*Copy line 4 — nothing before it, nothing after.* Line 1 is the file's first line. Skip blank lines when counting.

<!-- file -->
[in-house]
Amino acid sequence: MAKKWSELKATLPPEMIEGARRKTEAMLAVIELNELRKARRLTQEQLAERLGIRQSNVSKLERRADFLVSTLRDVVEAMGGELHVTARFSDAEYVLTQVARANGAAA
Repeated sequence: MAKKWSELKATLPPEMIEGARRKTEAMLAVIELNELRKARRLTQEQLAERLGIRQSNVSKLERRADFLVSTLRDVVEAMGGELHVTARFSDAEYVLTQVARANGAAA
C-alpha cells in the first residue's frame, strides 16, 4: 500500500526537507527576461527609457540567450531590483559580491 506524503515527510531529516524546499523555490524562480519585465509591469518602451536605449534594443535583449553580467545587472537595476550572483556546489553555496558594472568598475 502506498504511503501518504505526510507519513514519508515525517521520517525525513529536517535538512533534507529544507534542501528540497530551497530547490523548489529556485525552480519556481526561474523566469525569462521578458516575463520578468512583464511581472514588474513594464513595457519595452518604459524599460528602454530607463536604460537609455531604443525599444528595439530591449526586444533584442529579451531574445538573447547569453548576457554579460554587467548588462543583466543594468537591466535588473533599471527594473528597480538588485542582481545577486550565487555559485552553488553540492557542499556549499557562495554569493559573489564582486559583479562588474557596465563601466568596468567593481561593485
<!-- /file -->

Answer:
C-alpha cells in the first residue's frame, strides 16, 4: 500500500526537507527576461527609457540567450531590483559580491 506524503515527510531529516524546499523555490524562480519585465509591469518602451536605449534594443535583449553580467545587472537595476550572483556546489553555496558594472568598475 502506498504511503501518504505526510507519513514519508515525517521520517525525513529536517535538512533534507529544507534542501528540497530551497530547490523548489529556485525552480519556481526561474523566469525569462521578458516575463520578468512583464511581472514588474513594464513595457519595452518604459524599460528602454530607463536604460537609455531604443525599444528595439530591449526586444533584442529579451531574445538573447547569453548576457554579460554587467548588462543583466543594468537591466535588473533599471527594473528597480538588485542582481545577486550565487555559485552553488553540492557542499556549499557562495554569493559573489564582486559583479562588474557596465563601466568596468567593481561593485